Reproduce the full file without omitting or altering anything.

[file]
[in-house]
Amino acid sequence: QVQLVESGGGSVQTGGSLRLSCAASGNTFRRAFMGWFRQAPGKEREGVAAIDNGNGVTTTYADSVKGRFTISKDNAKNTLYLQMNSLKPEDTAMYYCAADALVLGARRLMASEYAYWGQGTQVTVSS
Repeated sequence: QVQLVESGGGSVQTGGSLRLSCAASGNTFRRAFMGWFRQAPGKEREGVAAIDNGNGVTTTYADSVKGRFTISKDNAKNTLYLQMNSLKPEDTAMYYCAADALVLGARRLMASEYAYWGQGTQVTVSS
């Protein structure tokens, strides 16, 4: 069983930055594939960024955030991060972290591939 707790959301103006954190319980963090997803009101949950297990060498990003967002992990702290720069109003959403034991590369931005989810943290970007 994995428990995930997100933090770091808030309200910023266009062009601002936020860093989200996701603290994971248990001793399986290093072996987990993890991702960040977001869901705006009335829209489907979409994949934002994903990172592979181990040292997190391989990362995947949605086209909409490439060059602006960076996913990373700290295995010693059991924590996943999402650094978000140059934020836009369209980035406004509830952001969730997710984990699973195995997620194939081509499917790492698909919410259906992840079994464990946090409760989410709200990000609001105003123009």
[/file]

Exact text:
[in-house]
Amino acid sequence: QVQLVESGGGSVQTGGSLRLSCAASGNTFRRAFMGWFRQAPGKEREGVAAIDNGNGVTTTYADSVKGRFTISKDNAKNTLYLQMNSLKPEDTAMYYCAADALVLGARRLMASEYAYWGQGTQVTVSS
Repeated sequence: QVQLVESGGGSVQTGGSLRLSCAASGNTFRRAFMGWFRQAPGKEREGVAAIDNGNGVTTTYADSVKGRFTISKDNAKNTLYLQMNSLKPEDTAMYYCAADALVLGARRLMASEYAYWGQGTQVTVSS
């Protein structure tokens, strides 16, 4: 069983930055594939960024955030991060972290591939 707790959301103006954190319980963090997803009101949950297990060498990003967002992990702290720069109003959403034991590369931005989810943290970007 994995428990995930997100933090770091808030309200910023266009062009601002936020860093989200996701603290994971248990001793399986290093072996987990993890991702960040977001869901705006009335829209489907979409994949934002994903990172592979181990040292997190391989990362995947949605086209909409490439060059602006960076996913990373700290295995010693059991924590996943999402650094978000140059934020836009369209980035406004509830952001969730997710984990699973195995997620194939081509499917790492698909919410259906992840079994464990946090409760989410709200990000609001105003123009």